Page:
Intrusion Detection Systems are security tools that like other measures such as antivirus software, firewalls and access control schemes are intended to strengthen the security of information and communication systems. More specifically, intrusion detection systems aim at detecting attacks against computer systems and networks or in general, against information systems.  While it is rather almost impossible to assure the 100% confidentiality and protection of systems, networks and data probably due to legacy or operational constraints, intrusion detection systems have the duty of monitoring the usage of systems to detect any apparition of insecure states.  They detect attempts and misuse of legitimate user privileges in information systems or external parties to abuse privileges or exploit vulnerabilities.  In general, a typical IDS comprises of sensors , an analysis engine and a reporting system. The task of the sensors is to collect data either from the network or host, depending on where the IDS is being deployed, such as traffic statistics, file-system changes, service requests, operating system calls and various other types of logs depending on the use of the system and configuration of the IDS. The analysis engine then receives the collected data from the sensors and analyses it to detect possible intrusions. If any intrusion is detected by the analysis engine, an alert is generated by the reporting system for the network or system administrator [33].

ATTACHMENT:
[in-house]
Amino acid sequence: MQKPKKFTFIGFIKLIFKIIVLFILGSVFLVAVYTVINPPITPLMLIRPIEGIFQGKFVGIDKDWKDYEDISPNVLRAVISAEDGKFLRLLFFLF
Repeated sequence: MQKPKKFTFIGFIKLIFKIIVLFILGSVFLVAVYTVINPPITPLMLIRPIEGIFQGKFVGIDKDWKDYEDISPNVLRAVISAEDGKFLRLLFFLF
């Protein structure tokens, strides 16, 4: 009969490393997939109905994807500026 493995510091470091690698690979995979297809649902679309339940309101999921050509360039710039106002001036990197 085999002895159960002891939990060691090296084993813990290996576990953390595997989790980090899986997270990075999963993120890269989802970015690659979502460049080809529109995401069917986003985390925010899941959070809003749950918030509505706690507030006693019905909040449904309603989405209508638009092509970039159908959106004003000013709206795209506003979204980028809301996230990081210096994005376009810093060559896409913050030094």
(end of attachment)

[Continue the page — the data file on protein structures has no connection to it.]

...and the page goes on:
As shown by Khan and Jain and Suruna et al.  in [18], [19] respectively,  very many approaches of Intrusion detection systems have been proposed for various computing systems and networks. Morshedur [14] proposed an advanced hybrid intrusion detection system to detect malicious nodes in wireless sensor networks using fuzzy logic. In the paper, AHIDS makes utilization of cluster-based engineering with improved LEACH convention that plans to lessen the level of vitality utilization by the sensor nodes. AHIDS utilizes anomaly discovery and privilege abuse recognition in view of fuzzy control sets alongside the Multilayer Perception Neural Network. The Feed Forward Neural Network alongside the Backpropagation Neural Network are used to coordinate the detection results and show the diverse sorts of attackers. While this is an advancement in the field of detecting intrusion in wireless sensor networks, the method was only designed for and tested to work against hello flooding, wormhole and Sybil attacks in wireless network sensors.